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Raya and the Last Dragon Kumandra Tribe Cosplay: Our Story Through Cosplay

Raya and the Last Dragon is premiering this week!

My friends and I were so excited for the release of the movie, because this was inspired by a lot of Southeast Asian cultures.

To show our support, we decided to cosplay as the tribes of Kumadra - the land in which all tribes come together in the story.

What is the different tribes of the Kumadra?

The Heart Tribe This is where Raya is from. They live in a lush and fertile land where you can find the Magical Dragon Gem. All the other tribes believe that the reason for the tribe's lush land is this gem.

On the far left side of the region is the Fang Tribe. They live in a city of gold and white, on top of a plateau surrounded by water. This is the home of Naamari - Raya's nemesis.

The Spine Tribe lives in the snowy mountains part of the region. This tribe likes keeping to themselves.

The Talon Tribe is surrounded by water in the south, and has a huge market area where people buy and trade their wares.

The Tail Tribe This tribe lives in the dessert. And water is disappearing more and more each day.

If you look at the map of the tribe, you will see that it forms into a shape of a dragon.

I virtually talked to all of my friends about each one's heritage and how the movie and the media plays an important role in our cultures.

Tell us about your heritage

Law: Filipino

Spicythaidesign: I was born in Thailand and later moved to NZ when I was 9. I spend most of my childhood trying to be a Kiwi. It wasn’t until I was 21 I decided to focus on my own culture. Thai have amazing art and culture.

Monica: Filipino

Philip Odango: Philippines and Polynesian according to Ancestry DNA

Viva Valentina: I am Mestiza Filipina.

Ani-Mia: I'm Korean and Austrian

Shining Polaris: I am a first generation Vietnamese. My parents are born and from Vietnam. They immigrated to the United States as adults. My parents have also lived through the Vietnam War and talked about it a lot to myself and my brother. They taught me the language and a lot of the customs they did with their family. My mom is Catholic and my dad is Buddhist. It was very interesting to learn both of these religions and their rituals growing up.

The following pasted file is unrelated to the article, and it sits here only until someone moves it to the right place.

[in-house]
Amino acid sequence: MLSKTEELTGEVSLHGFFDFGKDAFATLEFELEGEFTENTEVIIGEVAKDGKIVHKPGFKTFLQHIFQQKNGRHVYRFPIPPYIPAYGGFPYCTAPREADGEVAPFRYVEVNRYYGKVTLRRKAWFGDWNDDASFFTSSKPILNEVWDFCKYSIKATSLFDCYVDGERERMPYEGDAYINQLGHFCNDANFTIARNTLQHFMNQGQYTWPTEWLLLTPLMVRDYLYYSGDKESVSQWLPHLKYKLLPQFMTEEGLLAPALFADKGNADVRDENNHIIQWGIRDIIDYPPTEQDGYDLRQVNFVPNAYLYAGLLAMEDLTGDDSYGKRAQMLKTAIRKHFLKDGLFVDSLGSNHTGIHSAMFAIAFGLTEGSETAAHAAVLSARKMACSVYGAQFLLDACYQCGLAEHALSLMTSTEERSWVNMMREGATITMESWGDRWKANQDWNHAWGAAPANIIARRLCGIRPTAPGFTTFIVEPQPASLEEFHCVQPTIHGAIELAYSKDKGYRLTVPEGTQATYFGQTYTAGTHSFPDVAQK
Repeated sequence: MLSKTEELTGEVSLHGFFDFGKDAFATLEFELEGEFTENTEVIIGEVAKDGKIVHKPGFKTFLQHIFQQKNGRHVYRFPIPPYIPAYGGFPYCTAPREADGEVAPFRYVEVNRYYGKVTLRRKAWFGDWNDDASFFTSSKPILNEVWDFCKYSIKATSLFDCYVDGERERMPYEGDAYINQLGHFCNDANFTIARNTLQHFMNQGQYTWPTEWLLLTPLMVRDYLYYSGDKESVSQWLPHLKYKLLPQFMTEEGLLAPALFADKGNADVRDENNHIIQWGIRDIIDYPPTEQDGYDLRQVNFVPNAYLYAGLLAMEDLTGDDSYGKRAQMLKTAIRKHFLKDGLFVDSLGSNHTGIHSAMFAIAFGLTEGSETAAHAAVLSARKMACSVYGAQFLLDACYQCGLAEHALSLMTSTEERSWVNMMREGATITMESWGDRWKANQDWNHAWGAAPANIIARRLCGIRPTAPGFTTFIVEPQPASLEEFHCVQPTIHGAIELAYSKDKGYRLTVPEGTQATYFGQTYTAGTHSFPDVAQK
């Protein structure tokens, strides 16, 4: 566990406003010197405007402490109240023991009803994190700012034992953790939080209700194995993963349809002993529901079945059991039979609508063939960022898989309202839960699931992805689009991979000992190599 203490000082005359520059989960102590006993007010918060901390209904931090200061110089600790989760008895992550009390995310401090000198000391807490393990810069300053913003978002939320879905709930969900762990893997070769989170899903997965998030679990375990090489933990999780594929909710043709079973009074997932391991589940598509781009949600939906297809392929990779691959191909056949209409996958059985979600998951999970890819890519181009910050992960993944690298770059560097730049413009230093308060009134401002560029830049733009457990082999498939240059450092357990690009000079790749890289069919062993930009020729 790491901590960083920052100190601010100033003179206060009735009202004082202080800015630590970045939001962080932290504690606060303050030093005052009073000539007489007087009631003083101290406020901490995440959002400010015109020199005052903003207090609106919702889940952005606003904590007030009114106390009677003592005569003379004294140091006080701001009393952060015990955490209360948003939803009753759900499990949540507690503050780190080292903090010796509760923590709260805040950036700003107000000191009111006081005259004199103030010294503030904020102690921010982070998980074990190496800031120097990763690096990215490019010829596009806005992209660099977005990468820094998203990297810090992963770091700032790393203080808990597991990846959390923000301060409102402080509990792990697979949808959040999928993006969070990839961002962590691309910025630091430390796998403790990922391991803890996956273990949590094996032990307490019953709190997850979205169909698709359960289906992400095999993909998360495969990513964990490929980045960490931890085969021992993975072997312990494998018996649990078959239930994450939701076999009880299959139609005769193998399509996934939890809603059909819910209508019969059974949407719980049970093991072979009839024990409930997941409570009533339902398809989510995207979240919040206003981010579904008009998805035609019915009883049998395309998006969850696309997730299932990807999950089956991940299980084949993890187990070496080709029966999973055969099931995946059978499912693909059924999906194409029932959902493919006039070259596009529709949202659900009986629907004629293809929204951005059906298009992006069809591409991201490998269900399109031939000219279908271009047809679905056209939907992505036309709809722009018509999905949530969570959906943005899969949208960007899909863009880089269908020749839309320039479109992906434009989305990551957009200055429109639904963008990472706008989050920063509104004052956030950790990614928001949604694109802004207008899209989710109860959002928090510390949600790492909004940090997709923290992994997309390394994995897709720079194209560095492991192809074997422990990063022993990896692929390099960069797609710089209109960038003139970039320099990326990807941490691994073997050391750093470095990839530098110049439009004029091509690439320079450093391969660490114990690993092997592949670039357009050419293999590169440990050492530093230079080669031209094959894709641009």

Dhareza Cosplayza: I'm Indonesian.

What is the importance of representation about your heritage / culture in media ?

Law: Asians have endured as much stereotype as any other race in history. Even in this day-in-age we face racism and negative stereotypes even from other minorities. Despite this, we still find ways to stand tall and not allow negativity bring us down.

Spicythaidesign: There are more to Thailand than just Thai food and Muay Thai. I want to showcase how beautiful and details Thai Culture is. I want people to be able to tell it’s Thai art like how they can tel it’s Japanese when they see it.

Monica: Growing up in the Philippines has showed me that there will always be infinite stories to tell. Coming from a country with more than seven thousand islands, diversity is a constant thing we experience on a daily basis. And living in the US since my early twenties, I sometimes would feel homesick. I have seen media evolving through the years to become more diverse and share different cultures and stories. And in some way, movies such as Raya, Crazy Rich Asians, and other movies portraying Asian culture that I have grown to know makes me feel at home.

Philip Odango: Disney continues the exploration of cultural themes, and it is exciting to see South and Southeast Asia represented with its diverse and rich cultures. I'm looking forward to experiencing the colorful and poignant influences of the Philippines and surrounding cultures.